Senior Michael Seeley Published by History News Network
Monday, August 20, 2012
"What Are Wars Good For Anymore? Not for Plunder, At Least," an op-ed by Michael Seeley, an Augustana senior and Thomas Willing Institute fellow, has been published by the History News Network.
"...in 1812, France momentarily fell into the hands of ... General Claude François de Malet [in an attempted coup]... Whether he fully understood the implications of his plan or not, Malet was on to something. A military bubble like that suffered by Napoleonic France is unlikely today because now conquerors pay the conquered rather than the reverse," Seeley, a 2011 Peace Prize Forum scholar, writes.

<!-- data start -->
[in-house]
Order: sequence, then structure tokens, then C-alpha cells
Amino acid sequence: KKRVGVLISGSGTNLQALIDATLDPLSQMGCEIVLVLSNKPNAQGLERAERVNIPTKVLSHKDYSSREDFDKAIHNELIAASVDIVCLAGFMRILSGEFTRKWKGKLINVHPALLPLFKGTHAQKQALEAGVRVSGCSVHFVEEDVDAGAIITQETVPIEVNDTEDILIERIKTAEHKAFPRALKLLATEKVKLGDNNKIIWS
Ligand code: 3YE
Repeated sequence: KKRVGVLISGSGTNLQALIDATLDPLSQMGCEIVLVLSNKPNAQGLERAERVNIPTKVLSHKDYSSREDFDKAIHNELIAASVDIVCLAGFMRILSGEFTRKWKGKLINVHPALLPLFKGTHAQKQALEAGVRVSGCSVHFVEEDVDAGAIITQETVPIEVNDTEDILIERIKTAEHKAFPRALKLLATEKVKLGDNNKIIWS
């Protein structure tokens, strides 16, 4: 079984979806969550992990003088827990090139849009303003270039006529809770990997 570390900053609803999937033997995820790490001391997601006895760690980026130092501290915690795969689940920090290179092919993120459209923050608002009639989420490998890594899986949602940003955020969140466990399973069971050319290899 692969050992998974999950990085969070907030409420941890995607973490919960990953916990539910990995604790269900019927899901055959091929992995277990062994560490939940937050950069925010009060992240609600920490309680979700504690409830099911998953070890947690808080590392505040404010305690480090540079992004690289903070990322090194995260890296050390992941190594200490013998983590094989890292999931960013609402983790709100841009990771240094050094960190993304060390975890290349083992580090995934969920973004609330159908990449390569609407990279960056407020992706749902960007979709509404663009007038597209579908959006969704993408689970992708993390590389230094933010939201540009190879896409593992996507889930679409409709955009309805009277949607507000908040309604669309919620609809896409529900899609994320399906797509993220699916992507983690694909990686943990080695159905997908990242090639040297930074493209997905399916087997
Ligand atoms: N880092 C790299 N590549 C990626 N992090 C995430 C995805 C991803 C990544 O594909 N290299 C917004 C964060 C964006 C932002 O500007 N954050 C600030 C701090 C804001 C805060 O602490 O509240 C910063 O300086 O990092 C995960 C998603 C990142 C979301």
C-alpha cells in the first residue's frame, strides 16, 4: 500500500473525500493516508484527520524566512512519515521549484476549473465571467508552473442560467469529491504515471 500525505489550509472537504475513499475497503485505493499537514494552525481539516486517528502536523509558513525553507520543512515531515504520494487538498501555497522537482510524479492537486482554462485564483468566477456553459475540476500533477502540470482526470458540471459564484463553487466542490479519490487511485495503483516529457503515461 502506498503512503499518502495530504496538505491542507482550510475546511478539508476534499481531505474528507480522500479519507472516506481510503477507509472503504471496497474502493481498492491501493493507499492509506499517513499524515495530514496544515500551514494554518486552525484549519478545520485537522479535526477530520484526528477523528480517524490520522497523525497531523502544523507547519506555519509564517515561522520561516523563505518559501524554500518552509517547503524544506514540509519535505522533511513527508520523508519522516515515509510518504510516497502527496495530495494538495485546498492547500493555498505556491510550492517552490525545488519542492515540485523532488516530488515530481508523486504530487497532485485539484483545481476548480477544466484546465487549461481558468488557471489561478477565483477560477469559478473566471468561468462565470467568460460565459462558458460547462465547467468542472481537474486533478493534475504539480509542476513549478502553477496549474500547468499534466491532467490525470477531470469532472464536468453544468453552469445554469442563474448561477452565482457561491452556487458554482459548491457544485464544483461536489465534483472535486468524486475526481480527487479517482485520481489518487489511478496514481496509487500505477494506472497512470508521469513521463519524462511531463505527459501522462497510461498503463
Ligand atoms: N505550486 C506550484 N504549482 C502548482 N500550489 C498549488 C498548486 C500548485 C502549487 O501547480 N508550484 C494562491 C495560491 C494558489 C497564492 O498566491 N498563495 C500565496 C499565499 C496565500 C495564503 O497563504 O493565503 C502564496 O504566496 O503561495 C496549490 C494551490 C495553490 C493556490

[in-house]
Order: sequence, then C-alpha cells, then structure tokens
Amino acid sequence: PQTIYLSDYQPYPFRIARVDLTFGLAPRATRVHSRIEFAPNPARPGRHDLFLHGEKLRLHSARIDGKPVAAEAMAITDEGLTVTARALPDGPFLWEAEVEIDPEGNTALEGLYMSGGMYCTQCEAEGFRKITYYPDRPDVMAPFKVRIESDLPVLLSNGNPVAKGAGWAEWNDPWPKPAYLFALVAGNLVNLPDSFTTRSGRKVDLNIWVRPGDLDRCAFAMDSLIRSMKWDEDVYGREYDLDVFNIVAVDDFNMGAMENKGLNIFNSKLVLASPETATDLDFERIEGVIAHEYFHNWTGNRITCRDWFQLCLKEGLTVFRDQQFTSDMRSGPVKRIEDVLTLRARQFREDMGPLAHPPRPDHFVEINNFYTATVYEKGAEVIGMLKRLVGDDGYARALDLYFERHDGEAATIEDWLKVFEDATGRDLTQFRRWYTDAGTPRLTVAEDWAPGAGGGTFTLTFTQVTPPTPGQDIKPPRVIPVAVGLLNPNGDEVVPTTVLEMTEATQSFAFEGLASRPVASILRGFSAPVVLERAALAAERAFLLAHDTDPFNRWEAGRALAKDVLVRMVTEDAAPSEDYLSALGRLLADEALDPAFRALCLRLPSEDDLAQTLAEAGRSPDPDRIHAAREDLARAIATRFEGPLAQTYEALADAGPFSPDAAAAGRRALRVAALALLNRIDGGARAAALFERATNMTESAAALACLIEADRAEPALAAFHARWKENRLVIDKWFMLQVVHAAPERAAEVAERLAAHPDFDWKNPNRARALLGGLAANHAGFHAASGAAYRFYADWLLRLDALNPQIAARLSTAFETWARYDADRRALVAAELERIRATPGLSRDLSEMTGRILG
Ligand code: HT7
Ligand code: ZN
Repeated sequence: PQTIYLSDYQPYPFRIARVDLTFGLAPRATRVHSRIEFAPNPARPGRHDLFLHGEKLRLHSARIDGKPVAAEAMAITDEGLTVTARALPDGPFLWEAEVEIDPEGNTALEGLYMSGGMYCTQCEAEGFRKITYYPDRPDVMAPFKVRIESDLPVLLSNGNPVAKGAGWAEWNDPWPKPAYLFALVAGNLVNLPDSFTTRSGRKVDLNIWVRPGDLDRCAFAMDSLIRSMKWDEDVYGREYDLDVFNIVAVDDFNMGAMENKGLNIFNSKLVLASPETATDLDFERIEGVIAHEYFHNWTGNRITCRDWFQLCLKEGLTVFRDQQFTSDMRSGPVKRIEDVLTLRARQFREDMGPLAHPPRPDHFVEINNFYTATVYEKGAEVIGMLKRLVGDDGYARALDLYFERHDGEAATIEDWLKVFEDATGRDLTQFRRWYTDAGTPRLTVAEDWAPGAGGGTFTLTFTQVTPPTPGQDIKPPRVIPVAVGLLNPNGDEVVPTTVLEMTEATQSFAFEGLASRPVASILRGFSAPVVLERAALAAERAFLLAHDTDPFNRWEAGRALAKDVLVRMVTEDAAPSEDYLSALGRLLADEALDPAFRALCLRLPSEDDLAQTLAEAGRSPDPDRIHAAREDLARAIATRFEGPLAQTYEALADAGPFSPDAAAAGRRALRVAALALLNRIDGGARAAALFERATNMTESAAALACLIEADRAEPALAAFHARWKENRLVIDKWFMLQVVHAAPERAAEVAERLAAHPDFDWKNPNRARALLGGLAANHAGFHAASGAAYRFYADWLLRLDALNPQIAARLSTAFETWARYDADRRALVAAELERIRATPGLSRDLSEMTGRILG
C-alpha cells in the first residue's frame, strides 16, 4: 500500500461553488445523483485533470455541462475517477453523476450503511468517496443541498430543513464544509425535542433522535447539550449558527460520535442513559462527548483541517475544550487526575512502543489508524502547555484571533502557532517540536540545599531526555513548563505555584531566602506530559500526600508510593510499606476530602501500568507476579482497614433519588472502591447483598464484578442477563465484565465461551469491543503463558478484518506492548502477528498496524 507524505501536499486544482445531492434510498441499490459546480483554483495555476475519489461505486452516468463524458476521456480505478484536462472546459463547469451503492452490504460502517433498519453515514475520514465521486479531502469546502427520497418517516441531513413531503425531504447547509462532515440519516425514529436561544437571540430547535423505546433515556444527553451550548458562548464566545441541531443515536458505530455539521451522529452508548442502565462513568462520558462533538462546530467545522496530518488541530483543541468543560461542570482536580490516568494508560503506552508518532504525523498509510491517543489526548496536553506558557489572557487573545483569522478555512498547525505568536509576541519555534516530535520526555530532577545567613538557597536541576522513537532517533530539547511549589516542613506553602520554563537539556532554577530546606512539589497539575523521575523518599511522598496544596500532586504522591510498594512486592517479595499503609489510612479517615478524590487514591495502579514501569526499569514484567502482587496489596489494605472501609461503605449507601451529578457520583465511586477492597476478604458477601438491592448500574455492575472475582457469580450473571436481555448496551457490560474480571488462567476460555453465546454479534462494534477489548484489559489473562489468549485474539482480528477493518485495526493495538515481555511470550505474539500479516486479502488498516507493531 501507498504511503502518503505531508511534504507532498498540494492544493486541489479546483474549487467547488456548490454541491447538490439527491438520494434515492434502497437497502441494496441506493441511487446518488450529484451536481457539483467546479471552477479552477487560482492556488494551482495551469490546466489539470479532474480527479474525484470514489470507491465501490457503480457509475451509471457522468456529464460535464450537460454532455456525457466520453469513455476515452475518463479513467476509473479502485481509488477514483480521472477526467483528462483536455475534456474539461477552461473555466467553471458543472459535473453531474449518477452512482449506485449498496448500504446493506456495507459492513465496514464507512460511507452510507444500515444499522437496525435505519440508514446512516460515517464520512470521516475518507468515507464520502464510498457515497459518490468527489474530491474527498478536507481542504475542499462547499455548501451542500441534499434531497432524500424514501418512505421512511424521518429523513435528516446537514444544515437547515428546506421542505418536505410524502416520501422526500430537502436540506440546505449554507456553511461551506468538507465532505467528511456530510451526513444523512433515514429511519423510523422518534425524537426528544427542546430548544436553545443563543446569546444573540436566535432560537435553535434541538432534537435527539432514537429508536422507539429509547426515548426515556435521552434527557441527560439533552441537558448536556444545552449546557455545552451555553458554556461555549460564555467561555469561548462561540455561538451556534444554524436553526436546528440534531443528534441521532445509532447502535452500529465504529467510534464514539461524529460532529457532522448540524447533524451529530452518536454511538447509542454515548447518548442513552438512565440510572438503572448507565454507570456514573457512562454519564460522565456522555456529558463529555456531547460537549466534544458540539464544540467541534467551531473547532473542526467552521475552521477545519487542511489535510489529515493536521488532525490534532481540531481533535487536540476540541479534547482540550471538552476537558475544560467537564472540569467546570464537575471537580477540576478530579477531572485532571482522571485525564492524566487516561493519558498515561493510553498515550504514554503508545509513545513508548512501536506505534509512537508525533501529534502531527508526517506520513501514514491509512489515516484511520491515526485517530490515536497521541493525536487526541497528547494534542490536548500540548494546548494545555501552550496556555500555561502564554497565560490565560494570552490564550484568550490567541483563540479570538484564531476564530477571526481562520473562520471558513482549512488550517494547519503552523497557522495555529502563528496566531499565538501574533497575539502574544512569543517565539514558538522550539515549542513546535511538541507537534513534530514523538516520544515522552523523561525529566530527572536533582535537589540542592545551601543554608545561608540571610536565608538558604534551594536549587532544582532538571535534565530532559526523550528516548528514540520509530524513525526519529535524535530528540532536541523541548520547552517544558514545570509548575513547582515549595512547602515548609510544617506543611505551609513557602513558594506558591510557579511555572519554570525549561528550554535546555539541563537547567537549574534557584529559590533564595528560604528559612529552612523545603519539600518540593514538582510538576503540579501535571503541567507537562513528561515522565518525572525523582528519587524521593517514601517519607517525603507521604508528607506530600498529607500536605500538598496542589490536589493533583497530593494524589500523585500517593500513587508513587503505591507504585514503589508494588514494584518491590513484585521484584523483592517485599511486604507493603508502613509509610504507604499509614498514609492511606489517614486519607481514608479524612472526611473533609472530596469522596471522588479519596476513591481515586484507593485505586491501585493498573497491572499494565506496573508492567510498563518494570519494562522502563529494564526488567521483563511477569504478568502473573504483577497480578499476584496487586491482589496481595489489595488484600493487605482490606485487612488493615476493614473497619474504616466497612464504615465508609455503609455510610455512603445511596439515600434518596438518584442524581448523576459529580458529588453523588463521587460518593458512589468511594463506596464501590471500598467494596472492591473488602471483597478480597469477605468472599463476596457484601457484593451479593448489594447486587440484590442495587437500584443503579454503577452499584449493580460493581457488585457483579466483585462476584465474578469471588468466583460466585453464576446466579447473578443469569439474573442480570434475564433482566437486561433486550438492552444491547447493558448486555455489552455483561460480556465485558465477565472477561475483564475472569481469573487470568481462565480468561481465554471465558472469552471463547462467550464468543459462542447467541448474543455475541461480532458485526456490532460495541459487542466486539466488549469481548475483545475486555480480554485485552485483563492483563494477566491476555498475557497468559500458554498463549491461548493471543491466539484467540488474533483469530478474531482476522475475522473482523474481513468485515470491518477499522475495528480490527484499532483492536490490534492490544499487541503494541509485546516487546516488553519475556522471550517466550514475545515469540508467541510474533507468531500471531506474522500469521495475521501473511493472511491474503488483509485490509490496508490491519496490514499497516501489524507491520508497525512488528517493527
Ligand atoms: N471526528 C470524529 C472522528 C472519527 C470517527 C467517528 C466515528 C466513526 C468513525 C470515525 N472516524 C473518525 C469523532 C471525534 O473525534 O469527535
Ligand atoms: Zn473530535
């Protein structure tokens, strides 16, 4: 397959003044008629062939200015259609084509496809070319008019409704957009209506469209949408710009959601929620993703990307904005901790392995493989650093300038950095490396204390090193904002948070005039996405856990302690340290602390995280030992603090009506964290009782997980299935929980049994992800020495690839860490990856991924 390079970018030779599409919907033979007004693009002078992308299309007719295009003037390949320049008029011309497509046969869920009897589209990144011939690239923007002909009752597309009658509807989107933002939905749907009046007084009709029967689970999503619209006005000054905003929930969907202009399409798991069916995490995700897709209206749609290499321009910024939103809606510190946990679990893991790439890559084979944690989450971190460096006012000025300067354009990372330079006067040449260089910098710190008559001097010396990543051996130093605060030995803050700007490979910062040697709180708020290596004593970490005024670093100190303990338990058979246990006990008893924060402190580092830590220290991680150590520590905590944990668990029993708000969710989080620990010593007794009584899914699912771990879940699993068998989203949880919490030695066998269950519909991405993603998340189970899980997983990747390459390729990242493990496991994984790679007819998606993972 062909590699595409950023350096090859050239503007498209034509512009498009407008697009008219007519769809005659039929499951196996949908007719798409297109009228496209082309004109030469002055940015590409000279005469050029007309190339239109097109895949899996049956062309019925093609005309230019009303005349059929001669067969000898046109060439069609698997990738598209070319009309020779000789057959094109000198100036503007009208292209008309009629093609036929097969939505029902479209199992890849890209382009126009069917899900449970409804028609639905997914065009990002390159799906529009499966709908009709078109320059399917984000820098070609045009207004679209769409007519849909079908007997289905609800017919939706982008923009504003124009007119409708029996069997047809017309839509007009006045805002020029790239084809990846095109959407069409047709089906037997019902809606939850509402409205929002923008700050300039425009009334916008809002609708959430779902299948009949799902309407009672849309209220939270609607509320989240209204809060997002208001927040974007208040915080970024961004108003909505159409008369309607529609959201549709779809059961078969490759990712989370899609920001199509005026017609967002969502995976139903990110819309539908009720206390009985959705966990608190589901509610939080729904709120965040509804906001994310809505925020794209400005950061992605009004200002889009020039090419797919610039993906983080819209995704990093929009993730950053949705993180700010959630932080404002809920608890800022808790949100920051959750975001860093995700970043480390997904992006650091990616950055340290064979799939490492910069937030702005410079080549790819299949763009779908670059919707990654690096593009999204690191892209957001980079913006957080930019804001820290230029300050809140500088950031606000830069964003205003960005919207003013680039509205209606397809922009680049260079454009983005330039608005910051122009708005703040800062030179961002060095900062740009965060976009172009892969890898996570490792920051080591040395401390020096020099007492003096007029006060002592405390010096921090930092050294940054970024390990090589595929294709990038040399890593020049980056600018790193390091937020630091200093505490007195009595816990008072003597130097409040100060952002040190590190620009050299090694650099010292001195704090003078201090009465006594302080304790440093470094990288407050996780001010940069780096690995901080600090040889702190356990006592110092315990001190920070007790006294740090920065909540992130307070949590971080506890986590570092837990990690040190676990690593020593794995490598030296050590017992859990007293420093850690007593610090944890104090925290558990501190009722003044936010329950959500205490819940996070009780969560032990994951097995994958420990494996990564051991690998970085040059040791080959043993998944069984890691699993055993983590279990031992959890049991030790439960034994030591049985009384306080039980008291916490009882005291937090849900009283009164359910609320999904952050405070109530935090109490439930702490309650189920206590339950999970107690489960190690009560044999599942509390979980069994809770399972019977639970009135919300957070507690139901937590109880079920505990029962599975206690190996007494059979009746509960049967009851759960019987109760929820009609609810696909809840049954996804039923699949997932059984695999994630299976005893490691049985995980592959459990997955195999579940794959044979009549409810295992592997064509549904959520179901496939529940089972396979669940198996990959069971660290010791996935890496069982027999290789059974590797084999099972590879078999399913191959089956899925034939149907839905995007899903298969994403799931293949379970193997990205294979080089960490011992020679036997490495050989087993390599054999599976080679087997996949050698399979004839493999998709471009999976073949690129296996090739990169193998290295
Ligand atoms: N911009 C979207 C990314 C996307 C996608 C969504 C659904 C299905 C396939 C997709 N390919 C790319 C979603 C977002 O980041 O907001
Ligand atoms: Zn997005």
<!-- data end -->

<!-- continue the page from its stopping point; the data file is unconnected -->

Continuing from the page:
"The United States continues to pay its defeated enemies, including Iraq and Afghanistan. Instead of filling its war chest with the indemnities of the conquered foe, the United States has flipped the moneybox open to watch the contents spill out into oil rich Iraq. Despite huge government fiscal deficits and dire domestic economic problems, U.S. taxpayers have been improving Iraqi infrastructure, governance, health, and security systems. The new paradigm of paying conquered nations now appears as defunct as the old system of stealing from them ...When and how an even newer paradigm will arise remains unclear."